Bid to fight Russia’s sham marriages by legally binding foreigners to same region as spouses

In a bid to fight sham marriages and extremism, Russian lawmakers have prepared a bill requiring foreigners, who marry citizens and receive a residence permit, to live and work only in the same region as their spouses.

The bill has been developed by the Interior Ministry and will most likely be drafted in the State Duma in September, the Izvestia newspaper reported on Tuesday quoting sources in parliament.

Interior ministry’s bill makes it easier for foreigners to obtain Russian citizenship

The sponsors of the motion noted in comments that Russian Family Code lists the “absence of cohabitation” as a reason under which a marriage can be recognized as invalid. They also wrote that foreigners often register false marriages with citizens in order to get a residence permit under simplified procedure.

Such schemes are difficult to detect and the punishment for a fake marriage is relatively light – usually the disclosure leads only to the cancellation of the union and deportation of the foreigner involved in it.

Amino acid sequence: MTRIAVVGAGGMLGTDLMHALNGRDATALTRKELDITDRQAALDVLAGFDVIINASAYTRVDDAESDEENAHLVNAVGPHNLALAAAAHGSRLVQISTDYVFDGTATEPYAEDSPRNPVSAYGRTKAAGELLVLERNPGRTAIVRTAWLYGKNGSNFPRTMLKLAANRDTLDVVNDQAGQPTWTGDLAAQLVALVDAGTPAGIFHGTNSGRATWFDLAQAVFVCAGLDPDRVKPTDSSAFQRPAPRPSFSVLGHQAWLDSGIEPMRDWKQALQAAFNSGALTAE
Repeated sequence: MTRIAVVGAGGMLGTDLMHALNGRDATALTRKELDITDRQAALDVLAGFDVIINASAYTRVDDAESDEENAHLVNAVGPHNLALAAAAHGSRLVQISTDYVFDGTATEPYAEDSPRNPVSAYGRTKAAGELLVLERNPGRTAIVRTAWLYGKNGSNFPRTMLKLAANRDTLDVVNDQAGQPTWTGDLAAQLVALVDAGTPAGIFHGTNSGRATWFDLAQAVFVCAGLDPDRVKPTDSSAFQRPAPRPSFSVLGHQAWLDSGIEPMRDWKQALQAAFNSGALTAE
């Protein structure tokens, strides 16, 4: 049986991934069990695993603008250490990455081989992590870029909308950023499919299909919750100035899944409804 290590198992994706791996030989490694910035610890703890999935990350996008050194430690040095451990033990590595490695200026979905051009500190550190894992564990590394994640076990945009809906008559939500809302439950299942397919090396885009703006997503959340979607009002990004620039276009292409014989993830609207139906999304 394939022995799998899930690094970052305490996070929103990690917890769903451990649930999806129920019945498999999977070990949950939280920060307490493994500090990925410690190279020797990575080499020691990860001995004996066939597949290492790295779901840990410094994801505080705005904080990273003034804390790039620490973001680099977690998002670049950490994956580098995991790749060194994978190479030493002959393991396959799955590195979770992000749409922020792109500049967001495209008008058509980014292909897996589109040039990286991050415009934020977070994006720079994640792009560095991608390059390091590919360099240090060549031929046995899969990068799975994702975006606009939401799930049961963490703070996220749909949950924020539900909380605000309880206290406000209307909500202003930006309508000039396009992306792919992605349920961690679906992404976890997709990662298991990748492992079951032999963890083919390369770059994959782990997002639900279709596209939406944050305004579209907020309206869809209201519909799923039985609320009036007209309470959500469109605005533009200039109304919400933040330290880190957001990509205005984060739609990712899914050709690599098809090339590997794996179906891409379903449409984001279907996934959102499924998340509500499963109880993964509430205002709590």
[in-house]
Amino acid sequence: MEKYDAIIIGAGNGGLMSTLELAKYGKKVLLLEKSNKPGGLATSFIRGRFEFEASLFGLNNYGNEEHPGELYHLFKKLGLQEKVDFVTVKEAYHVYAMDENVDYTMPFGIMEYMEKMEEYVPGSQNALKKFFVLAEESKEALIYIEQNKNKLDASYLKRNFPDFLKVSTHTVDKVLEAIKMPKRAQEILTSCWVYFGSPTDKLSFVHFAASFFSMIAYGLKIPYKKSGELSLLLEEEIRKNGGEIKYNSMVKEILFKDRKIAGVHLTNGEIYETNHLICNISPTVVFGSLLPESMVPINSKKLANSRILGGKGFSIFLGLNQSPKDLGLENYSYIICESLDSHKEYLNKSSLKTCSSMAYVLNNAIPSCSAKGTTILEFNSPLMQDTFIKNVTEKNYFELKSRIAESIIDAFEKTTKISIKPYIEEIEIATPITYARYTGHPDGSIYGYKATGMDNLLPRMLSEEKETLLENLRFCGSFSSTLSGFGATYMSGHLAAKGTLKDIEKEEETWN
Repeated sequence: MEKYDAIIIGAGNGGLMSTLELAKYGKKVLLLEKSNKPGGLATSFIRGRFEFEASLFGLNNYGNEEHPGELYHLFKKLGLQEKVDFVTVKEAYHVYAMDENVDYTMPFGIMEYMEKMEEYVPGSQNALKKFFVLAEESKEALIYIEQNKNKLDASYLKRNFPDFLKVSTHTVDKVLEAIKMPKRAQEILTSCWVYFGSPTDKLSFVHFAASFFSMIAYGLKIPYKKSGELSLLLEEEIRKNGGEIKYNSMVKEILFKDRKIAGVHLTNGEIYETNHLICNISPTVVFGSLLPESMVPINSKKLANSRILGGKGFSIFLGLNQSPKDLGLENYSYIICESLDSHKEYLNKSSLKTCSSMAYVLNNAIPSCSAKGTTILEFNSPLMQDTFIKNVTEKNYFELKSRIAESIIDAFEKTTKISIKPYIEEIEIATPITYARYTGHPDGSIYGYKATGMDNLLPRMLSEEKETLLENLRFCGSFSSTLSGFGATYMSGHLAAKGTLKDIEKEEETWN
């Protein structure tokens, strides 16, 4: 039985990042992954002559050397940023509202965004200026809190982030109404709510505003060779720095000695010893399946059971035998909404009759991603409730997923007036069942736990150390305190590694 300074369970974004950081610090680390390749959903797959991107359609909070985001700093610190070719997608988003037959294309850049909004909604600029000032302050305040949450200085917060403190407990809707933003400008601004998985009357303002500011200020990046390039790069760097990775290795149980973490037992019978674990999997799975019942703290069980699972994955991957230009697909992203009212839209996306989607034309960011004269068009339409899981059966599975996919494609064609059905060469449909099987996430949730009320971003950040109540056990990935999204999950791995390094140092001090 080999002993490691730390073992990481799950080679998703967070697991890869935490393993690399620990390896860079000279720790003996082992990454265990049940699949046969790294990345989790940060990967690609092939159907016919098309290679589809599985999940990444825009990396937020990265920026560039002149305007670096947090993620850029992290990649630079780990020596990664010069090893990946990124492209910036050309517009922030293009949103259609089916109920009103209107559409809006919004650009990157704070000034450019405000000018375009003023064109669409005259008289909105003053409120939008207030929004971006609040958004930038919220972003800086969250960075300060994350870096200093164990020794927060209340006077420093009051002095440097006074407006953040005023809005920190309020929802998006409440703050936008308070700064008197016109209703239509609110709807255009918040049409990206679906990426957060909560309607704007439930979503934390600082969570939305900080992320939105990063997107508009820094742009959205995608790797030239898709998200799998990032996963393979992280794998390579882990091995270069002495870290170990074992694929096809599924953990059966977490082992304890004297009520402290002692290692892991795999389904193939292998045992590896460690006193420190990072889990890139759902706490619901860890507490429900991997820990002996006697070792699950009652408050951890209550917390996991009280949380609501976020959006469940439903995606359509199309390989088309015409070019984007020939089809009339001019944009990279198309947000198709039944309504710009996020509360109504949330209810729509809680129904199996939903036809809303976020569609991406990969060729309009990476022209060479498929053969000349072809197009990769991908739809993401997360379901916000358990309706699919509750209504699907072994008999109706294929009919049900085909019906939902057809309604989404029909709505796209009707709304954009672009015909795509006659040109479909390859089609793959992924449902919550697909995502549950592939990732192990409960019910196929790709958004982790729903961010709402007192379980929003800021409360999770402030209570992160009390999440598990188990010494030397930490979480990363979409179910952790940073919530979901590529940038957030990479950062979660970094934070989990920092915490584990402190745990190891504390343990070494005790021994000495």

To correct the situation the Interior Ministry experts propose to allow foreigners who get their residence permit through marriage (or other close relation to a citizen) to live and work in the same region as their spouses or relatives.

The head of the Lower House Committee for Ethnic Issues, MP Ildar Gilmutdinov (United Russia) said in press comments that the foreigners who marry citizens only for residence permit usually register their marriages all over the country but live and work only in the most economically-advanced regions, like Moscow and St. Petersburg, creating disproportionate pressure on infrastructure and state agencies.

Fast-track Russian citizenship planned under new Duma bill

The lawmaker also said that the new restriction would not be applied to those who move to the country under the state program of resettling of ethnic Russians. Chairman of the Lower House Committee for Development of the Civil Society, MP Sergey Gavrilov (Communist Party) promised to support the new bill and emphasized that it would not violate anyone’s privacy and is not a state intrusion into family affairs.

Last year Russia’s Federal Migration Service reported that the number of foreigners who naturalized as Russians after marrying citizens grew from 683 in 2009 to almost 35,000 in 2016. The overall number of naturalized Russian citizens in 2016 was over 265,000.

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